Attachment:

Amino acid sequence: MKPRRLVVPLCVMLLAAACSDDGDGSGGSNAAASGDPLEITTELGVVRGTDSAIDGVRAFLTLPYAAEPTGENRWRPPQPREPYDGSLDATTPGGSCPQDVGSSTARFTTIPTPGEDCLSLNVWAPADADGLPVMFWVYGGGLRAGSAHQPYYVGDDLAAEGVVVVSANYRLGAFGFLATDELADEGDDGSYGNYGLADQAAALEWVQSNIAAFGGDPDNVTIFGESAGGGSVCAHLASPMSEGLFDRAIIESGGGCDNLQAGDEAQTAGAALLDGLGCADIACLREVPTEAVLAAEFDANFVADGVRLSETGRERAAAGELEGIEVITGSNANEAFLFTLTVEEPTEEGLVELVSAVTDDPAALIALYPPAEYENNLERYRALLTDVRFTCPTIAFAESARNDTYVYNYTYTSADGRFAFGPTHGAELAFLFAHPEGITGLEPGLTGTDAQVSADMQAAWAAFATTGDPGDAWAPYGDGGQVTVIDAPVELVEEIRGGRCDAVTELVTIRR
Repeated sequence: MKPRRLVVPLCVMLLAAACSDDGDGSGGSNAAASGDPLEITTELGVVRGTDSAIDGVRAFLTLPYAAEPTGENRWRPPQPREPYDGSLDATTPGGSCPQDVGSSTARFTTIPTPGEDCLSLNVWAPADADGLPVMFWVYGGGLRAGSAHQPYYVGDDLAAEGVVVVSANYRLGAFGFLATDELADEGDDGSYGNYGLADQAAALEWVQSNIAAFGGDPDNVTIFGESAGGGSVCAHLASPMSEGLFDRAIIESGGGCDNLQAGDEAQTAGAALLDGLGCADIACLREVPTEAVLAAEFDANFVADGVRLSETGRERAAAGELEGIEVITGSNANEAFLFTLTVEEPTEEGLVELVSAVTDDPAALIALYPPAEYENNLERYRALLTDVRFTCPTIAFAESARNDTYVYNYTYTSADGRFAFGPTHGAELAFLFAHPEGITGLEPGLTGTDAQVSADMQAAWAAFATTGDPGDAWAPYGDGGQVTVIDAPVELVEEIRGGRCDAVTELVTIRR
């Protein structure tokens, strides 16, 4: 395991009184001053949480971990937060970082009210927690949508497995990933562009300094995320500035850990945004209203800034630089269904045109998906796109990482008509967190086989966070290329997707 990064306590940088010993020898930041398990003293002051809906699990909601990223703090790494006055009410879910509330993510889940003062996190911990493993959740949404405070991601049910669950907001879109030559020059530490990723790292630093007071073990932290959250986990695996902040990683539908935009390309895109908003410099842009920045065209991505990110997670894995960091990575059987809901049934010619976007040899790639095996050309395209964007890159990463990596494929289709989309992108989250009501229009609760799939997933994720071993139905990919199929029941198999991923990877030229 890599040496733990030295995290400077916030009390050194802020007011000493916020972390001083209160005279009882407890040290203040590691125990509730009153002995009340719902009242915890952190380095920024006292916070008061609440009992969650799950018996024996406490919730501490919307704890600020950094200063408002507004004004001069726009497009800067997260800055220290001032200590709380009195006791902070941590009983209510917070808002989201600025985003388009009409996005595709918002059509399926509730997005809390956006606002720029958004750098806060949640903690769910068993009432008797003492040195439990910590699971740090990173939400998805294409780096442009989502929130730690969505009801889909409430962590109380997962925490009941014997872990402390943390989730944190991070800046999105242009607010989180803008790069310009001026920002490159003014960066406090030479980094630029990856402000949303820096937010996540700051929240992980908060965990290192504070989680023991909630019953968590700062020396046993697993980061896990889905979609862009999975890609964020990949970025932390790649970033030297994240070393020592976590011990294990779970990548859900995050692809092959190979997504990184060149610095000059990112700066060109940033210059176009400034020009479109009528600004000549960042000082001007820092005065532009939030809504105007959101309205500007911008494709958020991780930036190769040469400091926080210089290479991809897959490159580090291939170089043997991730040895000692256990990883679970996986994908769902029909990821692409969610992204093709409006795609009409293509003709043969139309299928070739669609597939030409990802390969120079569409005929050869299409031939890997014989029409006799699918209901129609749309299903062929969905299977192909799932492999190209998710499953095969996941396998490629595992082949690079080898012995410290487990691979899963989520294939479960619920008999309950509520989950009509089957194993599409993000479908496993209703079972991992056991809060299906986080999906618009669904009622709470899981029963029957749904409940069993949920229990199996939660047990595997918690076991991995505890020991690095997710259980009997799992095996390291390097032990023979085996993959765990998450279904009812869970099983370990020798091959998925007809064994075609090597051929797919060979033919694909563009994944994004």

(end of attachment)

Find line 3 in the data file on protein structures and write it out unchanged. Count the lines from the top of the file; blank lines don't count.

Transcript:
């Protein structure tokens, strides 16, 4: 395991009184001053949480971990937060970082009210927690949508497995990933562009300094995320500035850990945004209203800034630089269904045109998906796109990482008509967190086989966070290329997707 990064306590940088010993020898930041398990003293002051809906699990909601990223703090790494006055009410879910509330993510889940003062996190911990493993959740949404405070991601049910669950907001879109030559020059530490990723790292630093007071073990932290959250986990695996902040990683539908935009390309895109908003410099842009920045065209991505990110997670894995960091990575059987809901049934010619976007040899790639095996050309395209964007890159990463990596494929289709989309992108989250009501229009609760799939997933994720071993139905990919199929029941198999991923990877030229 890599040496733990030295995290400077916030009390050194802020007011000493916020972390001083209160005279009882407890040290203040590691125990509730009153002995009340719902009242915890952190380095920024006292916070008061609440009992969650799950018996024996406490919730501490919307704890600020950094200063408002507004004004001069726009497009800067997260800055220290001032200590709380009195006791902070941590009983209510917070808002989201600025985003388009009409996005595709918002059509399926509730997005809390956006606002720029958004750098806060949640903690769910068993009432008797003492040195439990910590699971740090990173939400998805294409780096442009989502929130730690969505009801889909409430962590109380997962925490009941014997872990402390943390989730944190991070800046999105242009607010989180803008790069310009001026920002490159003014960066406090030479980094630029990856402000949303820096937010996540700051929240992980908060965990290192504070989680023991909630019953968590700062020396046993697993980061896990889905979609862009999975890609964020990949970025932390790649970033030297994240070393020592976590011990294990779970990548859900995050692809092959190979997504990184060149610095000059990112700066060109940033210059176009400034020009479109009528600004000549960042000082001007820092005065532009939030809504105007959101309205500007911008494709958020991780930036190769040469400091926080210089290479991809897959490159580090291939170089043997991730040895000692256990990883679970996986994908769902029909990821692409969610992204093709409006795609009409293509003709043969139309299928070739669609597939030409990802390969120079569409005929050869299409031939890997014989029409006799699918209901129609749309299903062929969905299977192909799932492999190209998710499953095969996941396998490629595992082949690079080898012995410290487990691979899963989520294939479960619920008999309950509520989950009509089957194993599409993000479908496993209703079972991992056991809060299906986080999906618009669904009622709470899981029963029957749904409940069993949920229990199996939660047990595997918690076991991995505890020991690095997710259980009997799992095996390291390097032990023979085996993959765990998450279904009812869970099983370990020798091959998925007809064994075609090597051929797919060979033919694909563009994944994004």